Tuesday, February 15, 2005

Waves

I met one of my new neighbours yesterday, a guy called Jean, urban, a little older than me. We talked on the porch for a bit. We spoke french at first and then switched into english. He had just the very slightest accent in english, but it wasn't french-canadian. He told me that really he should be living a few blocks to the east on the other side of the Main because his father was Lithuanian and his mother was French-Canadian.

We talked about the neighbourhood and he told me how he liked all the layers of immigration that you could see around it. He referred to Beauty's, a local diner up the block with a famous Sunday brunch for which there is always a lineup. It's a Jewish run establishment and all the Jews who've made it out to the suburbs or Westmount come there on the weekend. He also pointed out J. Shreter, a clothing store around the block that's a classic old school garment district establishment. They sell men's clothes and they look like they still do decent business, though he said that he never could quite find what he wanted there. They have a guy who seems to be employed solely in keeping their parking lot and sidewalks clear of snow and ice. He does a good job.

Jean also told me that he was sort of sad because on his back door, there was a discoloration in the wood where a mezuzah used to be. [These are small containers with hebrew writing on the outside and a snippet of parchment expressing the Jewish declaration of faith on the inside. They are placed outside the doorway—thanks, Adam.] The landlord had had the doorway sanded and re-finished and he felt that a teeny bit of the remnants of that particular wave of immigration was gone.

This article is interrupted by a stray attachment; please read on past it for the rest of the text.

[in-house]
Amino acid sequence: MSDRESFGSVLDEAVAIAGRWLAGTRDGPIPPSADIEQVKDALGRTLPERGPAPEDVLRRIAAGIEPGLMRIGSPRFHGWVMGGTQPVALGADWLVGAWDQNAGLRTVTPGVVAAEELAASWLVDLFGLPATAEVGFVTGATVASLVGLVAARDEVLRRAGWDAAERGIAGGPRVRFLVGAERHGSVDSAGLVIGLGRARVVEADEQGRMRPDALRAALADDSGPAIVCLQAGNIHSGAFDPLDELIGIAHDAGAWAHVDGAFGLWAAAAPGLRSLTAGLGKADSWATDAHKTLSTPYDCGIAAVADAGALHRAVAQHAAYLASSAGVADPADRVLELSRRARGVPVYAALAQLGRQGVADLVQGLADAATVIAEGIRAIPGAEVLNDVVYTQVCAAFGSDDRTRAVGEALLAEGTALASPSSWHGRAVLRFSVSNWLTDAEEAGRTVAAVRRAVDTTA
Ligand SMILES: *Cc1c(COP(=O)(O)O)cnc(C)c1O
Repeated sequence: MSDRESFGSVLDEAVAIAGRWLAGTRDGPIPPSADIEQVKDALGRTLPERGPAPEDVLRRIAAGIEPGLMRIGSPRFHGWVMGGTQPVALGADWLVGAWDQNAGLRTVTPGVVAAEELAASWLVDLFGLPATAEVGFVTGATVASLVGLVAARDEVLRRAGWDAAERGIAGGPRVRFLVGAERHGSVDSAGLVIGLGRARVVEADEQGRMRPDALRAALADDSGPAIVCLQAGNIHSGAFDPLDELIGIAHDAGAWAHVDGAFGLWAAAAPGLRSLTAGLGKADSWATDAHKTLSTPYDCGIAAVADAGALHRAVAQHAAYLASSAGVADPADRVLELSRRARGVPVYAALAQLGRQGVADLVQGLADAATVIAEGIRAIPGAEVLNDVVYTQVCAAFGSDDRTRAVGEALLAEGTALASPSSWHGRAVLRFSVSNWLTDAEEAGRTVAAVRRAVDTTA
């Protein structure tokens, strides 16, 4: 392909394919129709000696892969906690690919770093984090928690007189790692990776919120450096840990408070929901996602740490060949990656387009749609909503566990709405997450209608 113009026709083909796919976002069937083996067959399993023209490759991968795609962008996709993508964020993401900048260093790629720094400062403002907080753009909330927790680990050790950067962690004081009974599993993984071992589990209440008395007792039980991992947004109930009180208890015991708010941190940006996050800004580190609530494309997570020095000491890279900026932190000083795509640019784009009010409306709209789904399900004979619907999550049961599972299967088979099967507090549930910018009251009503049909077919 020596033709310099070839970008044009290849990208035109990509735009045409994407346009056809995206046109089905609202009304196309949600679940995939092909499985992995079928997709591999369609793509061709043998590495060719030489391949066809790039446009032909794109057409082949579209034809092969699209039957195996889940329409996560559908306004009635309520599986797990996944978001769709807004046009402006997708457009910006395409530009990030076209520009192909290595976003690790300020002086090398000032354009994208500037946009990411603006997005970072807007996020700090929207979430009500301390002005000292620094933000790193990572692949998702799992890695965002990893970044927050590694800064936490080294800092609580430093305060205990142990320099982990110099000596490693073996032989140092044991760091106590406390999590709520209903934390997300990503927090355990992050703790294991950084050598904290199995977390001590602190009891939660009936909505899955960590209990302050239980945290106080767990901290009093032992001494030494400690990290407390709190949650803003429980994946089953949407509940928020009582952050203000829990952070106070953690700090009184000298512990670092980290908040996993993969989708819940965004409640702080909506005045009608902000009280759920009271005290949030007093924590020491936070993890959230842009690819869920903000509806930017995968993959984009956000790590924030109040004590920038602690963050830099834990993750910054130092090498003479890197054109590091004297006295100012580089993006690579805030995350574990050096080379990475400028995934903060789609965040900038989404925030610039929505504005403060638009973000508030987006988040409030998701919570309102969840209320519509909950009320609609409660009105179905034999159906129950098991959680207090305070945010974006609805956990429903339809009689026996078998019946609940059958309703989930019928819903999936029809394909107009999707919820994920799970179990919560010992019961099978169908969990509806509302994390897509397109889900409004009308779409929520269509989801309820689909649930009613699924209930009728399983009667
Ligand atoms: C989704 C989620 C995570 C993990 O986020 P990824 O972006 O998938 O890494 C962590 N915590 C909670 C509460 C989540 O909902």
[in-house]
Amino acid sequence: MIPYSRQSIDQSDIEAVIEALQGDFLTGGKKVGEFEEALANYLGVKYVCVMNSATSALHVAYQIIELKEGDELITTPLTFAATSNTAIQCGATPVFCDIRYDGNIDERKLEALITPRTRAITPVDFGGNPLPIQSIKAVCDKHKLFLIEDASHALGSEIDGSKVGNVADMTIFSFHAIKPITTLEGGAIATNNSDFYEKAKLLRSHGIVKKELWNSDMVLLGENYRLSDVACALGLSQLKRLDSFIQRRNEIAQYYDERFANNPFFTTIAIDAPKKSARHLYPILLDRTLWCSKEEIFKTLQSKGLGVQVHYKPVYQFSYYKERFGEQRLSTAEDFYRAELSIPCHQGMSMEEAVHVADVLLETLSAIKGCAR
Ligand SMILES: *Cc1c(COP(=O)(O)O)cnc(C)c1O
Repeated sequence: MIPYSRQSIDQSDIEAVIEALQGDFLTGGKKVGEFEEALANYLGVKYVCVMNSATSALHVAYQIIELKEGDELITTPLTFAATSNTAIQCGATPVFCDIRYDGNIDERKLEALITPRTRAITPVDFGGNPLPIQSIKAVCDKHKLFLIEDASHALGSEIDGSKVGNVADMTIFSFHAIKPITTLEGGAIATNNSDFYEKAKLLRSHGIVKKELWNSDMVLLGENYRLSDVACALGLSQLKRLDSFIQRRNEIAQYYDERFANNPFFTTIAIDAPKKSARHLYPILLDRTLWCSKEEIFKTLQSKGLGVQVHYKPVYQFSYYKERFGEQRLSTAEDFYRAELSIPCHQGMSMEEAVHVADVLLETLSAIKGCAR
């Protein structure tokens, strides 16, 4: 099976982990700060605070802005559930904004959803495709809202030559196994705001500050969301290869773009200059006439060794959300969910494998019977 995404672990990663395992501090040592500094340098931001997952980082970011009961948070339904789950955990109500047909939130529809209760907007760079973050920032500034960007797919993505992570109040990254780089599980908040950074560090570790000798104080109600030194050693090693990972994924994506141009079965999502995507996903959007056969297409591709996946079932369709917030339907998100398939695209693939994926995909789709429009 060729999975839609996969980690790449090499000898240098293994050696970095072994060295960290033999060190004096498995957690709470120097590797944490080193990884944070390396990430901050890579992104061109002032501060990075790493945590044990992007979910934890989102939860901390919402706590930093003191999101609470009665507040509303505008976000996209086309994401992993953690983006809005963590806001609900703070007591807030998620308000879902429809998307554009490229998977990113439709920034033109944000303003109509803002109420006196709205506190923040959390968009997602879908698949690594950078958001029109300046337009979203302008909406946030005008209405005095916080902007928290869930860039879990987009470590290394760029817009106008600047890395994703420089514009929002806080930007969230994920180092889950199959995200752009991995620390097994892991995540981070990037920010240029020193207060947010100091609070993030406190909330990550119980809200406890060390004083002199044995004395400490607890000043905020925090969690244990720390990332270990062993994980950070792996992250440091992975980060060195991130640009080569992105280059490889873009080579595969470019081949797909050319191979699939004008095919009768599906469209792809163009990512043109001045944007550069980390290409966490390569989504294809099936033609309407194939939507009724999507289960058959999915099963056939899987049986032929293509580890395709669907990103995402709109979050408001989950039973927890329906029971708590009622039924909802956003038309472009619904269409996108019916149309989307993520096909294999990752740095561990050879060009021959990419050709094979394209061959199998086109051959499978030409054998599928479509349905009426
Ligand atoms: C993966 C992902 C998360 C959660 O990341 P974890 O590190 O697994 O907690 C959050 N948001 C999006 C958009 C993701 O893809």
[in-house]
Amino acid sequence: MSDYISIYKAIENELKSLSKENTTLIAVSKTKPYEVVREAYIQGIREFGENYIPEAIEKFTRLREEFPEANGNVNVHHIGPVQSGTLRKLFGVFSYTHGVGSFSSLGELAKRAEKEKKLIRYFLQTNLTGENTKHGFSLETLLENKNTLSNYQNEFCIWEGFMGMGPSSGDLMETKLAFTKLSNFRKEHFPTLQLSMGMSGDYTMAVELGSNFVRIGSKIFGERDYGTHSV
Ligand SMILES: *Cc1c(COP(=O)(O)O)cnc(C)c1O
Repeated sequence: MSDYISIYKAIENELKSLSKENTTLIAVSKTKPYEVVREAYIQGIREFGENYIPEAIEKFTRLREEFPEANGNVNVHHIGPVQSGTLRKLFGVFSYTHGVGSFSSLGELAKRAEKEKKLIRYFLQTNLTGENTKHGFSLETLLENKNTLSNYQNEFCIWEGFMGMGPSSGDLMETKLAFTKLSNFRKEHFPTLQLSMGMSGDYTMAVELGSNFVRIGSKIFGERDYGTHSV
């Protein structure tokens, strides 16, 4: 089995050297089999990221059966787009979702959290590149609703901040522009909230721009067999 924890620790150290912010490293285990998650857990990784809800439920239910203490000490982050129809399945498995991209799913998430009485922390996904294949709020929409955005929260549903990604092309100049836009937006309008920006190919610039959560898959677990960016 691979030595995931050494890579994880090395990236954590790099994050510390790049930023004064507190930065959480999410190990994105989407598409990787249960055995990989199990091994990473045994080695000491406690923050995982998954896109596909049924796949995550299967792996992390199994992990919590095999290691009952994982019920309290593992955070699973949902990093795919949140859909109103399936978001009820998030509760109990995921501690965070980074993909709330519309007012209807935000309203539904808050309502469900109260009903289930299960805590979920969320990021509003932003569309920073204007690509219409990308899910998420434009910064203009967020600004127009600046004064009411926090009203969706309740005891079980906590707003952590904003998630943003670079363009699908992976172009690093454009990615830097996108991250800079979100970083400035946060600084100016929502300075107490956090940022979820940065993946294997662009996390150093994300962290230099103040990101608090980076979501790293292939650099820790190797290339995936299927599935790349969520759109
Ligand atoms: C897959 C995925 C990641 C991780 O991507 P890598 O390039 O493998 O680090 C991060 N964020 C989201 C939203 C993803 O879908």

He also said that if you scraped the paint down a few layers in most of the apartments in this neighbourhood, you'd find a blue-green colour. This is the contribution of the Greek wave, who painted their apartments to remind them of the sea they missed. I don't know if that's true, but I found that color under some peeling layers in our apartment. "Now it's all young musicians," he concluded jokingly.

Part of my own family came here in one of those waves. Daniel Belitzky left Slutz, Russia and arrived in Ellis Island in 1905. His wife-to-be Rachel Sorkin came from Gomel and arrived some time after, also in Ellis Island. As most know, single women were often not allowed out of Ellis Island for their own protection. The story goes that Daniel went there with a bottle of vodka and a loaf of rye bread and they got married on the spot. Somehow they ended up in Montreal, where Daniel, who was trained as a tailor, made samples for Gordon Manufacturing. They were socialists and atheists, though of jewish background and this may explain part of the reason they left. Both were involved in worker's organizations in Montreal and Rachel became president of the Ladies Auxiliary of the Workmen's Circle Branch 151B. They had five sons and a daughter.